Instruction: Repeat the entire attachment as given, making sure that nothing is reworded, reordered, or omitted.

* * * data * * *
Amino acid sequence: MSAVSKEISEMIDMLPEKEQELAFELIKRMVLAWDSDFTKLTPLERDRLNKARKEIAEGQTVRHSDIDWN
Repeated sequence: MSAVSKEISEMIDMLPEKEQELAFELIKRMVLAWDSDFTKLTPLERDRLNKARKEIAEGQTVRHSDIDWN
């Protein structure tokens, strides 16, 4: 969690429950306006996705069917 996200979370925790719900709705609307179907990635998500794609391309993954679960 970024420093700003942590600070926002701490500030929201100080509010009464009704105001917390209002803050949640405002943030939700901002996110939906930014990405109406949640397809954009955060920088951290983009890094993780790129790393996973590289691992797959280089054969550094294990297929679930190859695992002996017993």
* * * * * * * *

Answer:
Amino acid sequence: MSAVSKEISEMIDMLPEKEQELAFELIKRMVLAWDSDFTKLTPLERDRLNKARKEIAEGQTVRHSDIDWN
Repeated sequence: MSAVSKEISEMIDMLPEKEQELAFELIKRMVLAWDSDFTKLTPLERDRLNKARKEIAEGQTVRHSDIDWN
């Protein structure tokens, strides 16, 4: 969690429950306006996705069917 996200979370925790719900709705609307179907990635998500794609391309993954679960 970024420093700003942590600070926002701490500030929201100080509010009464009704105001917390209002803050949640405002943030939700901002996110939906930014990405109406949640397809954009955060920088951290983009890094993780790129790393996973590289691992797959280089054969550094294990297929679930190859695992002996017993």